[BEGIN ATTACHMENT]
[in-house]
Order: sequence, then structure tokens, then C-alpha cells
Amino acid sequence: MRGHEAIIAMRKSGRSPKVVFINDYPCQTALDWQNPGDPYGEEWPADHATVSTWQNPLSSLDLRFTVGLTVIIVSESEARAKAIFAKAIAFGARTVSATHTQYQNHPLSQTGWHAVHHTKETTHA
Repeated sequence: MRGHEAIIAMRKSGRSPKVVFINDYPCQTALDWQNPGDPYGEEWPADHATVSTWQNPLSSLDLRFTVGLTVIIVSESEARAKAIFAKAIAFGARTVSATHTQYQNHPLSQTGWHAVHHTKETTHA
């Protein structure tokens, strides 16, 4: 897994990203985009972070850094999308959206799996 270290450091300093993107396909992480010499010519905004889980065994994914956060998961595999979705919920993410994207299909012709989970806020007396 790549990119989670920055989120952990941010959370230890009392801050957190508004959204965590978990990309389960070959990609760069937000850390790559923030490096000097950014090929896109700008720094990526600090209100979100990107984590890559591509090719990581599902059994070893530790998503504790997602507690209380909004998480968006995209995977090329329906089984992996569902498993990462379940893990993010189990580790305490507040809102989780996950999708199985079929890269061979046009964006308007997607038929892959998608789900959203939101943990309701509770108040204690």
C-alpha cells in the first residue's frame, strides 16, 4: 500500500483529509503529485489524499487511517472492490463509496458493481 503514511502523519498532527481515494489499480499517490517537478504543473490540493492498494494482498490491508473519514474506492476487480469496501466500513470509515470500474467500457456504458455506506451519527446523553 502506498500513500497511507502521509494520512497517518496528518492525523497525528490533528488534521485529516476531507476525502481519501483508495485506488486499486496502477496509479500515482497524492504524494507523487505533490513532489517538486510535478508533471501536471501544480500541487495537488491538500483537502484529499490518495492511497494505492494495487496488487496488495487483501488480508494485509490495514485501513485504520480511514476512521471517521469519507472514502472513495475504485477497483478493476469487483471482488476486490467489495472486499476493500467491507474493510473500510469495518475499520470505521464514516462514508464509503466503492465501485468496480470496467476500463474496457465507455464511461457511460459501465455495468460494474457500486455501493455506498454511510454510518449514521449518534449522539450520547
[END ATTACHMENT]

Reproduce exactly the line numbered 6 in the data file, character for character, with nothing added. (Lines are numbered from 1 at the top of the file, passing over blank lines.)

C-alpha cells in the first residue's frame, strides 16, 4: 500500500483529509503529485489524499487511517472492490463509496458493481 503514511502523519498532527481515494489499480499517490517537478504543473490540493492498494494482498490491508473519514474506492476487480469496501466500513470509515470500474467500457456504458455506506451519527446523553 502506498500513500497511507502521509494520512497517518496528518492525523497525528490533528488534521485529516476531507476525502481519501483508495485506488486499486496502477496509479500515482497524492504524494507523487505533490513532489517538486510535478508533471501536471501544480500541487495537488491538500483537502484529499490518495492511497494505492494495487496488487496488495487483501488480508494485509490495514485501513485504520480511514476512521471517521469519507472514502472513495475504485477497483478493476469487483471482488476486490467489495472486499476493500467491507474493510473500510469495518475499520470505521464514516462514508464509503466503492465501485468496480470496467476500463474496457465507455464511461457511460459501465455495468460494474457500486455501493455506498454511510454510518449514521449518534449522539450520547